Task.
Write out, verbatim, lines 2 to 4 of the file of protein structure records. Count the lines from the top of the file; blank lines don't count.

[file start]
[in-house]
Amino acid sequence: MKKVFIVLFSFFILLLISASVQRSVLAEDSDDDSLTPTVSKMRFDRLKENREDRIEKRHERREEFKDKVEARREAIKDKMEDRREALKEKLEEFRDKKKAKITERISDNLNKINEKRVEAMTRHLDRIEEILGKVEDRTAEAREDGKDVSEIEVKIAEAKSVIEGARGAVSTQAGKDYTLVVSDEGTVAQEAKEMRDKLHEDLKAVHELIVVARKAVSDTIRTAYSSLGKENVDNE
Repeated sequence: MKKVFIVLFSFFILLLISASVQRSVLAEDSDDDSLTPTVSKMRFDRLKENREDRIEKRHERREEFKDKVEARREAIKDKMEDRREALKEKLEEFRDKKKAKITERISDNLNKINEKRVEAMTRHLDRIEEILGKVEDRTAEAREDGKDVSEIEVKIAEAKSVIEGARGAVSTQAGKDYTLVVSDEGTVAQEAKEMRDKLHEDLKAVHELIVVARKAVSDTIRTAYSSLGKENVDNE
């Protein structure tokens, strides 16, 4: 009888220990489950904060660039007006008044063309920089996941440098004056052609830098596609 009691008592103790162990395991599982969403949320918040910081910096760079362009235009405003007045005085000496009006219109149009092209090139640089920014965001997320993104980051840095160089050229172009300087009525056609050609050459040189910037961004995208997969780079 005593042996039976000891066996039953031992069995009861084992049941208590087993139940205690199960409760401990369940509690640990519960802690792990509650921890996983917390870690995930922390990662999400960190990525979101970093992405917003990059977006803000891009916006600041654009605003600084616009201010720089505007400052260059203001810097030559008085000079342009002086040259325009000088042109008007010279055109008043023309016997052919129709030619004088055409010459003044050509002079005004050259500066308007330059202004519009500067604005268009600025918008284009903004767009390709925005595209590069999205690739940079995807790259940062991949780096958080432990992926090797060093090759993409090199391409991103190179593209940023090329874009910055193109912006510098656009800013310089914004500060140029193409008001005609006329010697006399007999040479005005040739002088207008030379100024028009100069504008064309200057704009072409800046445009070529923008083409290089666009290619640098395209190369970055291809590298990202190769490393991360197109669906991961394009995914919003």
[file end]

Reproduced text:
Amino acid sequence: MKKVFIVLFSFFILLLISASVQRSVLAEDSDDDSLTPTVSKMRFDRLKENREDRIEKRHERREEFKDKVEARREAIKDKMEDRREALKEKLEEFRDKKKAKITERISDNLNKINEKRVEAMTRHLDRIEEILGKVEDRTAEAREDGKDVSEIEVKIAEAKSVIEGARGAVSTQAGKDYTLVVSDEGTVAQEAKEMRDKLHEDLKAVHELIVVARKAVSDTIRTAYSSLGKENVDNE
Repeated sequence: MKKVFIVLFSFFILLLISASVQRSVLAEDSDDDSLTPTVSKMRFDRLKENREDRIEKRHERREEFKDKVEARREAIKDKMEDRREALKEKLEEFRDKKKAKITERISDNLNKINEKRVEAMTRHLDRIEEILGKVEDRTAEAREDGKDVSEIEVKIAEAKSVIEGARGAVSTQAGKDYTLVVSDEGTVAQEAKEMRDKLHEDLKAVHELIVVARKAVSDTIRTAYSSLGKENVDNE
């Protein structure tokens, strides 16, 4: 009888220990489950904060660039007006008044063309920089996941440098004056052609830098596609 009691008592103790162990395991599982969403949320918040910081910096760079362009235009405003007045005085000496009006219109149009092209090139640089920014965001997320993104980051840095160089050229172009300087009525056609050609050459040189910037961004995208997969780079 005593042996039976000891066996039953031992069995009861084992049941208590087993139940205690199960409760401990369940509690640990519960802690792990509650921890996983917390870690995930922390990662999400960190990525979101970093992405917003990059977006803000891009916006600041654009605003600084616009201010720089505007400052260059203001810097030559008085000079342009002086040259325009000088042109008007010279055109008043023309016997052919129709030619004088055409010459003044050509002079005004050259500066308007330059202004519009500067604005268009600025918008284009903004767009390709925005595209590069999205690739940079995807790259940062991949780096958080432990992926090797060093090759993409090199391409991103190179593209940023090329874009910055193109912006510098656009800013310089914004500060140029193409008001005609006329010697006399007999040479005005040739002088207008030379100024028009100069504008064309200057704009072409800046445009070529923008083409290089666009290619640098395209190369970055291809590298990202190769490393991360197109669906991961394009995914919003």